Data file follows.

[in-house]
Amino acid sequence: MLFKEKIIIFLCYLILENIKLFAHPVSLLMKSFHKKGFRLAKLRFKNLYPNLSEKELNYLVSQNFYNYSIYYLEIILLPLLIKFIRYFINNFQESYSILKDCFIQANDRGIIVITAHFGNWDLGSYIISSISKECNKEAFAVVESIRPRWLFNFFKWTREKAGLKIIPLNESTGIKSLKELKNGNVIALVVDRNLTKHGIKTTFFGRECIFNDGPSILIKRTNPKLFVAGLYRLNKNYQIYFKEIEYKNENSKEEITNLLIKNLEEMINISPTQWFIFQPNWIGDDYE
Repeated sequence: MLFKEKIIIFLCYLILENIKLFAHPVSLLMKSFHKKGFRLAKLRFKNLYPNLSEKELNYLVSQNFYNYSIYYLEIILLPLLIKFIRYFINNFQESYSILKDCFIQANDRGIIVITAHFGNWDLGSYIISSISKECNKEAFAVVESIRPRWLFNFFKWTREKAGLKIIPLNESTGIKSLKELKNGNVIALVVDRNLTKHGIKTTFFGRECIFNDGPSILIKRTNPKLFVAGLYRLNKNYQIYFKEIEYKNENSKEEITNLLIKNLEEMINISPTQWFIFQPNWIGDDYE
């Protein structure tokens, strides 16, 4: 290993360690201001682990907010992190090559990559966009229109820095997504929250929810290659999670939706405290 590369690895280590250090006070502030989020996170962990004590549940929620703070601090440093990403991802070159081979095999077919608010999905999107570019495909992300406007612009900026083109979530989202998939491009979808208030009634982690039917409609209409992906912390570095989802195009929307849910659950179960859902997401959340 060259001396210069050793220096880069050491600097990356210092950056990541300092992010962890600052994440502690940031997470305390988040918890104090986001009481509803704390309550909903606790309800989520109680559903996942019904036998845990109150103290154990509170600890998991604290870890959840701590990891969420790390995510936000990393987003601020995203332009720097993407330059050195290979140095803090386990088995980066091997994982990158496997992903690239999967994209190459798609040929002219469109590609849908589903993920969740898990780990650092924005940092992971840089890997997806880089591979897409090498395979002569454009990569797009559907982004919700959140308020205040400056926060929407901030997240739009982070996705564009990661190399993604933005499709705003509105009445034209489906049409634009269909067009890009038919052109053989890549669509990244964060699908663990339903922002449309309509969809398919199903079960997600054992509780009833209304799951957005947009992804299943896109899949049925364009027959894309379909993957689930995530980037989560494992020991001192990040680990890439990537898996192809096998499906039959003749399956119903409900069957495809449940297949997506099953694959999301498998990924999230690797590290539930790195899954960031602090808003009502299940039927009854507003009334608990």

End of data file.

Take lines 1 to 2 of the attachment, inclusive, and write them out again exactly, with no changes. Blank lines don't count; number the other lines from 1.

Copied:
[in-house]
Amino acid sequence: MLFKEKIIIFLCYLILENIKLFAHPVSLLMKSFHKKGFRLAKLRFKNLYPNLSEKELNYLVSQNFYNYSIYYLEIILLPLLIKFIRYFINNFQESYSILKDCFIQANDRGIIVITAHFGNWDLGSYIISSISKECNKEAFAVVESIRPRWLFNFFKWTREKAGLKIIPLNESTGIKSLKELKNGNVIALVVDRNLTKHGIKTTFFGRECIFNDGPSILIKRTNPKLFVAGLYRLNKNYQIYFKEIEYKNENSKEEITNLLIKNLEEMINISPTQWFIFQPNWIGDDYE